- The regime is over
- An economic benchmark
- Advice UK: systems thinking and advice explained
- Keeping my powder dry
- On planet O’Higgins
- The Leaders Summit
I listened to Andrew Stunnell, a minister for communities and local government (CLG) in the new coalition, speaking at a conference two weeks ago. He made it absolutely clear: there will be no specifications coming down from the centre. I asked him, for clarification, that this really would mean getting rid of those roles, he said yes. I read Eric Pickles’ article in the Local Government Chronicle, he is the minister in charge at CLG; he said the same. Last week I met Greg Clark, another minister at CLG and he too was unequivocal.
The regime is over. No longer will children in Whitehall dream up their dumb ideas on how to design, manage and measure public services; no longer will they tell local public service managers what to do and send the Audit Commission in to bully people in to compliance. The message from the ministers is crystal clear: they want leaders of local public services to get on with it. Responsibility has been put in the right place. We should rejoice.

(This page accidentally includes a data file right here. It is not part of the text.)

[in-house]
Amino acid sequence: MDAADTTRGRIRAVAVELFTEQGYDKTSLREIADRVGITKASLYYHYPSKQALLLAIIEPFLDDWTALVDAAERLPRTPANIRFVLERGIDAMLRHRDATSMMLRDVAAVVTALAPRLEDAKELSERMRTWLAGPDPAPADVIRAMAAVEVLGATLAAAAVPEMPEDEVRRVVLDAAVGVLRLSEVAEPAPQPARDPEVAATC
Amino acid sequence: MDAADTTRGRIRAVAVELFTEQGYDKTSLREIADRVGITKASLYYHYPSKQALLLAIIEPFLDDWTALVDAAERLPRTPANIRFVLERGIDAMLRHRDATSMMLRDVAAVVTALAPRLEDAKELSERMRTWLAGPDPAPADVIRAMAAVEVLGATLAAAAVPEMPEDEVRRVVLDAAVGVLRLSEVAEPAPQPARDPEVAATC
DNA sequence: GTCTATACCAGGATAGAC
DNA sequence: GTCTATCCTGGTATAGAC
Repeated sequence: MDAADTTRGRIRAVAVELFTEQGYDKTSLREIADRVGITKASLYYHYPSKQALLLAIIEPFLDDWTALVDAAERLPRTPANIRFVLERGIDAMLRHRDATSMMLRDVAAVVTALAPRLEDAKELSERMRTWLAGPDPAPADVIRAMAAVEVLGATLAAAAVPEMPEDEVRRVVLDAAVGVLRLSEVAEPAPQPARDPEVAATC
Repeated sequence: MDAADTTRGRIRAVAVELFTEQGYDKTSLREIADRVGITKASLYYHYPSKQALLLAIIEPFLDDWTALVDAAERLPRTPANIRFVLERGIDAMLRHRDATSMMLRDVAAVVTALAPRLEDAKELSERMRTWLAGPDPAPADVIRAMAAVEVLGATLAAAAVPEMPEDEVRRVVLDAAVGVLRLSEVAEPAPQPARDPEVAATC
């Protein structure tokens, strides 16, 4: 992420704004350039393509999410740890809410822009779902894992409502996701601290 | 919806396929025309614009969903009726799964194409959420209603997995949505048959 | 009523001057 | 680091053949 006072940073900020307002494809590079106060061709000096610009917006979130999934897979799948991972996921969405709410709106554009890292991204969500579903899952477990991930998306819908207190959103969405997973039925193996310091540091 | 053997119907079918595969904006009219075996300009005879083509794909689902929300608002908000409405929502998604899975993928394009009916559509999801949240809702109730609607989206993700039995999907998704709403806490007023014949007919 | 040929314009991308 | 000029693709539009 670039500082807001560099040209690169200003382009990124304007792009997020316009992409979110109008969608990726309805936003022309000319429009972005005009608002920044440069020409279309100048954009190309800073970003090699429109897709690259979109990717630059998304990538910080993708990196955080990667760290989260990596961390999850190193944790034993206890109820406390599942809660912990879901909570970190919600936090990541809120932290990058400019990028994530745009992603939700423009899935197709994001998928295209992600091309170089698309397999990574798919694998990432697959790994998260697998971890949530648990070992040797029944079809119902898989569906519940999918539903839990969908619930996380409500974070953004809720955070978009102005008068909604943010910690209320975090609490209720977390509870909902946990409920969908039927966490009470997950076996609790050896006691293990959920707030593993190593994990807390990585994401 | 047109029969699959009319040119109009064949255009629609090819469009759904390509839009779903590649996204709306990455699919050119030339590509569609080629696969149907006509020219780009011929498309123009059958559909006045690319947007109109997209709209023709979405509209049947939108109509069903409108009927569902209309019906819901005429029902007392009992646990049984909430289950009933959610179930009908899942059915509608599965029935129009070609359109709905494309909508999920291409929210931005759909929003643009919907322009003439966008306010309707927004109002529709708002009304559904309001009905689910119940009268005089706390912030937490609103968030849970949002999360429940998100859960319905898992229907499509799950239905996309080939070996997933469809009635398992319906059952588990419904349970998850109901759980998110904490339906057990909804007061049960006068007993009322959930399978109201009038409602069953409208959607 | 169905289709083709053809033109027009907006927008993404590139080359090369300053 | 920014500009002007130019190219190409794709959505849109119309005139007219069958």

I left Eland House (CLG’s HQ) with a spring in my step. Every previous visit there made me depressed: Two years ago I went with housing leaders to explain why Choice-Based-Lettings was wrong; last year I went to the review of One-App, a computer system for planning, only to be told any evidence that One-App had flaws could not be taken as the brief was the minster’s decision to roll out One-App was brilliant, and what do we do next? And so on.
Two things pre-occupy the new ministers: will people who have been bullied into compliance really believe they are free to act? And how can we ensure that performance is made transparent to citizens? The latter is easy, just ensure that all services measure achievement of purpose from the citizens’ point of view and publish the actual data.
There couldn’t be a better time for systems thinkers, we should rejoice and get on with it.
I have not visited a housing repairs system since Vanguard did its first in 2002. At that time we were pretty pleased with ourselves; we helped them design a service that got all repairs done in under a week, not bad as the official target is 28 days for most. But last month I went to visit Comserv/MTS, one of Portsmouth City’s suppliers, where they have developed a service that does repairs on the day and the time when the customers want them! Jaw-dropping, amazing service. Just stop and consider that: wouldn’t it be amazing if BT could learn to do that? My bet is most managers would think it can’t be done.